Sunday, July 23, 2006

The Pornographer by John McGahern

Anyone looking for page after page of pornography will be disappointed, though there are certainly a few sex scenes in John McGahern’s The Pornographer. The story is about a young man who writes the traveling sexual escapades of Mavis and the Colonel in Ireland, but the thrust of the story is the relationship between him and a thirty-eight year old woman he gets pregnant. She wants to keep the baby, and he wants nothing to do with it and soon wants very little to do with her.

From a traditional moral standpoint (whatever that means) the title character has very little redeeming quality. Not only does he make his living by writing about wanton sex, but he seems to have no interest in new life; what’s around him already is all he needs. But this book is filled with opposites. He shows devotion and tenderness to his aunt Josephine, who is dying. He cares about his uncle, who runs a mill and buys farm land. Josephine’s husband Cyril, whom the lead doesn’t particularly like, has become a drunk and wants nothing to do with his wife, but she leaves everything to him. The pornographer brings a bottle of brandy to his aunt each time he visits her in the hospital, because it’s the only thing that she thinks is helping her.

As tender as he is with Josephine, he is as subtle as a hand job in his relationship with the woman he impregnates. Though she was thirty-eight, she had almost no sexual experience until she meets the pornographer in a dance club. Though initially reluctant, she acquiesces to his advances, but she doesn’t allow him to use condoms, explaining that she’s as regular as clockwork. When she becomes pregnant, he initially tells her that he’ll marry her, but his intention is to leave her once she’s had the child. He tells her he doesn’t love her and likely won’t love her. But she expects that once he sees the child, once he recognizes this change in his life, he’ll marry her.

I can’t say I particularly liked either of the main characters. No matter how many times the pregnant woman said he and she were “good people,” I was left unconvinced. She wanted to change a man who was not ready for change, he was a selfish pig. But neither can be said to have “no redeeming qualities.” She is capable of much love, despite her inexperience. She truly seems to love this man; he truly doesn’t deserve her. And the character a reader might best relate to is the pornographic publisher; he is the one who says the writer deserves to get his ass kicked – which eventually happens. He’s getting through this unsavory situation too easily. But even the publisher has his eccentricities, such as a dream of a baby stroller decked out as a coffin.

In the end, the pornographer has buried his aunt. And, having had another affair with one of his aunt’s nurses, he begins to change his opinion of his future. His uncles are moving forward with their lives. The new mother has overhauled her life due to him. And as the story closes, the pornographer begins to see new possibilities.

It’s the first book I’ve read by McGahern, who died this past March, and I don’t recall reading any of his short stories, though he’s highly regarded in that form. It’s a special talent to create characters that are both despicable and believable. I expect I’ll read him again.

Watership Down by Richard Adams

I hadn’t read this book since I was a teenager, which is a lot longer ago than I care to admit. Though the idea of a band of rabbits running away from their warren to save their lives and establish a new home sounds like a children’s story – and on certain levels, this is a children’s story – Watership Down has much more going on than that.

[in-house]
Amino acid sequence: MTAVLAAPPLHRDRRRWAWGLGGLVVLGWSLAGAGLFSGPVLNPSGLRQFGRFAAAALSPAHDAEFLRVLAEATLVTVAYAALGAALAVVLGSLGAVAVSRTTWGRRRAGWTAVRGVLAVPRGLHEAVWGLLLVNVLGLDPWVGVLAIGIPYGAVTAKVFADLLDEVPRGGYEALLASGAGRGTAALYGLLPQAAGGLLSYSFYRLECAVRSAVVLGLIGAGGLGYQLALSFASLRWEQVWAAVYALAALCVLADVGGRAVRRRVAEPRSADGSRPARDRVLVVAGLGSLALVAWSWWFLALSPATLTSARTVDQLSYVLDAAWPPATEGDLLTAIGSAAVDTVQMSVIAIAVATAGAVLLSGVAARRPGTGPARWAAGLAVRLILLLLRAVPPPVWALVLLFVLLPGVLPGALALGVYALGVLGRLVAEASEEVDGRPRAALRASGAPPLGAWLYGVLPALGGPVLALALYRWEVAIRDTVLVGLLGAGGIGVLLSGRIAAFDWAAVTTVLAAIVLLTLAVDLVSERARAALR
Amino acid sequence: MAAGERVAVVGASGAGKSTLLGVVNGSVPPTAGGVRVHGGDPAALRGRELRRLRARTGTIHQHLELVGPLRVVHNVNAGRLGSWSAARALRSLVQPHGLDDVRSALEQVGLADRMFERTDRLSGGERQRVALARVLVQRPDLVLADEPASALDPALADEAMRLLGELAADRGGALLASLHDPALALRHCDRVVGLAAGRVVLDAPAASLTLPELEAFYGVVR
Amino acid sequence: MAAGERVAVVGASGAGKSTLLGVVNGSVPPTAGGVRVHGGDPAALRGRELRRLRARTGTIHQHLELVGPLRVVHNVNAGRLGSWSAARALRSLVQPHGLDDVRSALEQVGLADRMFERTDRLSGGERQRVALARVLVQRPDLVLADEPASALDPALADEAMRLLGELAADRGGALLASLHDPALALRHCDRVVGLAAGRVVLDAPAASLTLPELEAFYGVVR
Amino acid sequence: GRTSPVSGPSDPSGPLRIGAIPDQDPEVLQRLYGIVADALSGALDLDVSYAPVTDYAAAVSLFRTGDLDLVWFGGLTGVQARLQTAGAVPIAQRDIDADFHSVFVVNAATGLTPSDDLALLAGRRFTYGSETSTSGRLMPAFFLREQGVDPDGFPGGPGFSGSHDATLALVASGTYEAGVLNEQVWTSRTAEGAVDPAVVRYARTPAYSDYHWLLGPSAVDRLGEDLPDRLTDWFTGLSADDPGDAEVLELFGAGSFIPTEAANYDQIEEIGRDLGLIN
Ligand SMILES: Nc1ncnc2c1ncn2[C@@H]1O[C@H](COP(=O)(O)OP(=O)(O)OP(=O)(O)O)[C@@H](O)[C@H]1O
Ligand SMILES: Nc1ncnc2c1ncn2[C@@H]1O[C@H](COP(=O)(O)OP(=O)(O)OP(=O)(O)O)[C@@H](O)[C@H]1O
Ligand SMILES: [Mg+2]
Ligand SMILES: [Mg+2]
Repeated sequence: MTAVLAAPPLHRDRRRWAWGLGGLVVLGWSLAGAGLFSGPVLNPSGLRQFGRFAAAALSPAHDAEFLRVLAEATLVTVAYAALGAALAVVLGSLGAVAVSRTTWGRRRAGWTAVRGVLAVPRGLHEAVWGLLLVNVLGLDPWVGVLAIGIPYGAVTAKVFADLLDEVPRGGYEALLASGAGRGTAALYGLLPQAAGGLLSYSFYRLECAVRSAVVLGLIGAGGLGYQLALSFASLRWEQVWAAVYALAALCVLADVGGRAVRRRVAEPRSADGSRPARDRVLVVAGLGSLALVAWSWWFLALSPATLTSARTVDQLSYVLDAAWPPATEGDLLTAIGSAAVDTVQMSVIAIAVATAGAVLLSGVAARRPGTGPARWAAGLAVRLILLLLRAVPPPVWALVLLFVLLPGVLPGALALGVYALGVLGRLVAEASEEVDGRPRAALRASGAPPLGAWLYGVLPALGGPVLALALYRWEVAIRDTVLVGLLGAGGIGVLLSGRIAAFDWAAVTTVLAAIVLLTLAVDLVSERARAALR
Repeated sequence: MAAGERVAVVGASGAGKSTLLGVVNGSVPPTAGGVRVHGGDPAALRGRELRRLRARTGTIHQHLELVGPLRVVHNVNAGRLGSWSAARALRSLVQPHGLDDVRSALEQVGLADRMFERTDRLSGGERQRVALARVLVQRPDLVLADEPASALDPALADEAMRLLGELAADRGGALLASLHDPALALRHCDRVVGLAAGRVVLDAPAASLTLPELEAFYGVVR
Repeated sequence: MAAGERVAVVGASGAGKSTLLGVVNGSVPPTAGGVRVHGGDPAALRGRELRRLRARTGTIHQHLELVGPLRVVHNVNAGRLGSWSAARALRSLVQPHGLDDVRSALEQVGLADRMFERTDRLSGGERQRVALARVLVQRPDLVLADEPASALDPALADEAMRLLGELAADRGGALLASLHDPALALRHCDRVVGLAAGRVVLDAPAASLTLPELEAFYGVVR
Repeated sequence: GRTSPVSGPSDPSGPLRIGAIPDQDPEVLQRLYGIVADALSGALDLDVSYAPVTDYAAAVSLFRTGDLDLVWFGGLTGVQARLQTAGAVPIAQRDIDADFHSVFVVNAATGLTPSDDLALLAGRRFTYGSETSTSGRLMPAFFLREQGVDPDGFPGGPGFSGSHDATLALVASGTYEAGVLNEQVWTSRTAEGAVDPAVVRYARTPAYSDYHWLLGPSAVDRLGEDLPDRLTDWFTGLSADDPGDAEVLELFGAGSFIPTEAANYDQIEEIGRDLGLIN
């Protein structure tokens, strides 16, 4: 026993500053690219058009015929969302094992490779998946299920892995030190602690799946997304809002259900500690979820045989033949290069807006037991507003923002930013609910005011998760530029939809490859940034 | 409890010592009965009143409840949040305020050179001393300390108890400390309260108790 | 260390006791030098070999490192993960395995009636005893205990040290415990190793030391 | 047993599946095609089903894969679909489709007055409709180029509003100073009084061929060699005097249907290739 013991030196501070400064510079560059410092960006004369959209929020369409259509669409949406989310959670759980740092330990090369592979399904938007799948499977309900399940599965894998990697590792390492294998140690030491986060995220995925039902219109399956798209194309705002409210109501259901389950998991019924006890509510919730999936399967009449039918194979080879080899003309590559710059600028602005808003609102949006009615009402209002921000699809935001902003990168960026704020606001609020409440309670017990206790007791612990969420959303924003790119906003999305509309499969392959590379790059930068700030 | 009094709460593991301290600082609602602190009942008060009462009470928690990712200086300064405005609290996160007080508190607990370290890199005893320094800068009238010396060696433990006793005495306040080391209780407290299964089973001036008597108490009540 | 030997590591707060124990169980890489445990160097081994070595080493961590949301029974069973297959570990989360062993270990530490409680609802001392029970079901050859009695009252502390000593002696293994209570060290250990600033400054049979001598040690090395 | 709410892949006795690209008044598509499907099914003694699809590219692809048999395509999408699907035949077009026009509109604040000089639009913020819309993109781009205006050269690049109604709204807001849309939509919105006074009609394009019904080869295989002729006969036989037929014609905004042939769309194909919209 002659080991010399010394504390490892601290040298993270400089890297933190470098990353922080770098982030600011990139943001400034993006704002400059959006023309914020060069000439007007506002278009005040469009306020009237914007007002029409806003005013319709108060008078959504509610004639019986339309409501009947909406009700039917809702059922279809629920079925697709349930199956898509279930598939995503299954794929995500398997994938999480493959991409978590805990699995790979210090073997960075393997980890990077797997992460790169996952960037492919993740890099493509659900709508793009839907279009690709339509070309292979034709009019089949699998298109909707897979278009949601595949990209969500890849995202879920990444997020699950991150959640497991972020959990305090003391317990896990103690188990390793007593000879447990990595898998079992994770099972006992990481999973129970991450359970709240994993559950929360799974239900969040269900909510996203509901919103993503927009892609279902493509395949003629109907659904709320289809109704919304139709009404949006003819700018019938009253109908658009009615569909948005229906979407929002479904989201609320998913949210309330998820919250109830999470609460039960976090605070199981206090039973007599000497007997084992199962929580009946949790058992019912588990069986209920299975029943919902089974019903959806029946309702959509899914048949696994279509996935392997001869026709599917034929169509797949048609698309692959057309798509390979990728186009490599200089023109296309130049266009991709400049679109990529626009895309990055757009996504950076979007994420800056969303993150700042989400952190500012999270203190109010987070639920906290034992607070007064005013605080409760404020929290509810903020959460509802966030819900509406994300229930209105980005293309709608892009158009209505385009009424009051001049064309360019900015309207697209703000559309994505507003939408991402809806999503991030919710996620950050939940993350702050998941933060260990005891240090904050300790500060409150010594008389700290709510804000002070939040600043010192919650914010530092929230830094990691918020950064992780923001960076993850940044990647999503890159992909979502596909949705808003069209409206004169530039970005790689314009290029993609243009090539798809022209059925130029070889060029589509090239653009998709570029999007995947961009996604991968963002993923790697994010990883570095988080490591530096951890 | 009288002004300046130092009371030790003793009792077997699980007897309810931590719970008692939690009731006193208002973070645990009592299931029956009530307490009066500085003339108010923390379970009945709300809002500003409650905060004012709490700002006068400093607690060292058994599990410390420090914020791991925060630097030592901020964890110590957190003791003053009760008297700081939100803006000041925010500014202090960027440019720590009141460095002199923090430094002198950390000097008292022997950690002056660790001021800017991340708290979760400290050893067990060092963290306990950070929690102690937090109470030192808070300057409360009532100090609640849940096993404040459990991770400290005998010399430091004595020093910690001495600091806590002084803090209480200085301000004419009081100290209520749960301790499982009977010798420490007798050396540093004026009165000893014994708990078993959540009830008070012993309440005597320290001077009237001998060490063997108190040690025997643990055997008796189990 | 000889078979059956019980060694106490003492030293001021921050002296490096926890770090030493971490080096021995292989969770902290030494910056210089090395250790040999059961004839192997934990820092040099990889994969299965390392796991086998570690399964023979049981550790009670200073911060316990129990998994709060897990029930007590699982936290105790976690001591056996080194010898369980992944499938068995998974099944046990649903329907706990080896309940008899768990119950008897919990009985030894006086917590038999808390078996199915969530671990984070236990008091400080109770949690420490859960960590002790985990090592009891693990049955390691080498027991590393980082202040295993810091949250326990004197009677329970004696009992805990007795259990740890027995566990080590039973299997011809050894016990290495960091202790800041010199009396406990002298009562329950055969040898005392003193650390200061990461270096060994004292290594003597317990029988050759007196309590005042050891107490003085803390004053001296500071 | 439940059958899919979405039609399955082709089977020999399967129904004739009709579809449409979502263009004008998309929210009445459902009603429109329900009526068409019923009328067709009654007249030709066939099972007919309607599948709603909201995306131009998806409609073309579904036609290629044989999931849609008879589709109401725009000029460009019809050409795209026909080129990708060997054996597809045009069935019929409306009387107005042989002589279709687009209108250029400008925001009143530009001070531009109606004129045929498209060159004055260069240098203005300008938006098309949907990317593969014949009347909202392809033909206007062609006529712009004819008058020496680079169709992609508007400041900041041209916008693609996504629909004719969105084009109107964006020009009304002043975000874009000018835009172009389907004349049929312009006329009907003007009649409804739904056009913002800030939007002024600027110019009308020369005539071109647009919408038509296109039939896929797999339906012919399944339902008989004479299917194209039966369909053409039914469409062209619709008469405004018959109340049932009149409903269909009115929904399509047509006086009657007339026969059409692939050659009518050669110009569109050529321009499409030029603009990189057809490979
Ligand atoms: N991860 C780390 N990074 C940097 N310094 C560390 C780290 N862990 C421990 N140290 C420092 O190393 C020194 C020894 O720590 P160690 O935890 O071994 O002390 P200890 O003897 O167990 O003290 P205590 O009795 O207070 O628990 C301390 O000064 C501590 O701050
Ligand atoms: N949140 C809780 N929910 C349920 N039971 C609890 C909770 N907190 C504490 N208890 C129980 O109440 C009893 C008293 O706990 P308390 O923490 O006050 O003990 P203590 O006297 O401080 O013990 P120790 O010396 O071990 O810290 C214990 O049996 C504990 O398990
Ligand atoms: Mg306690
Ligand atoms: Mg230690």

From a story standpoint, however, the tale is endearing and extremely accessible. To his credit, Richard Adams keeps his characters from having too many extraordinary attributes. Yes, they can talk to each other and other animals, which must be accepted in order to keep reading, but that’s not too tough for any reader of fiction. And, the rabbit known as Fiver has keen awareness – some might call it an extrasensory perception – that is really the genesis for the story. But beyond that, the rabbits embark on adventures through which they learn to rely on one another, to rely on their innate talents and skills, and to take risks in order to advance their society. These are human characteristics, but that’s what anthropomorphism is all about. And without them, the story is meaningless to the only beings that can actually read it.

As Adams explains in the introduction he gives in the 2005 Scribner edition I read, Watership Down began as a story he told his young daughters, and it was not intended to be about World War II, though the images of Efrafa and terms like “Owslafa” seem to suggest Nazi Germany. Moreover, the society the rabbits of Watership Down create is inclusive. They befriend mice and a gull and lead hutch bunnies into their group (in order to have a couple of does; hey, you gotta do what you gotta do.) And their reason for venturing to the harrowing warren of Efrafa is to convince its leaders that they can spare some does for the new warren.

Yet, all that aside, Adams’ storytelling keeps the story moving along. At 474 pages, Watership Down is not something an average reader knocks out in a weekend, but it’s easy to start the novel and soon find oneself 100 pages in. By that time, the “hlessil” (rabbits without a home warren, living above ground, in the Lapine language) have not only escaped their home warren of Sandleford but lived among a warren of rabbits that are the equivalent of the lotus eaters from Homer’s Odyssey. Indeed, the tale has epic heroes among its characters. Hazel is the crafty leader who leads his rabbits away from Sandleford, following the vision set out by his brother Fiver. Though he’s not the largest of the rabbits, Hazel earns the respect of his people through his ability to lead them through each trial – a small brook, hungry predators, a snare – and to trust the talents of those around him. Indeed, Hazel doesn’t have every answer, which makes him an even more believable and compelling character.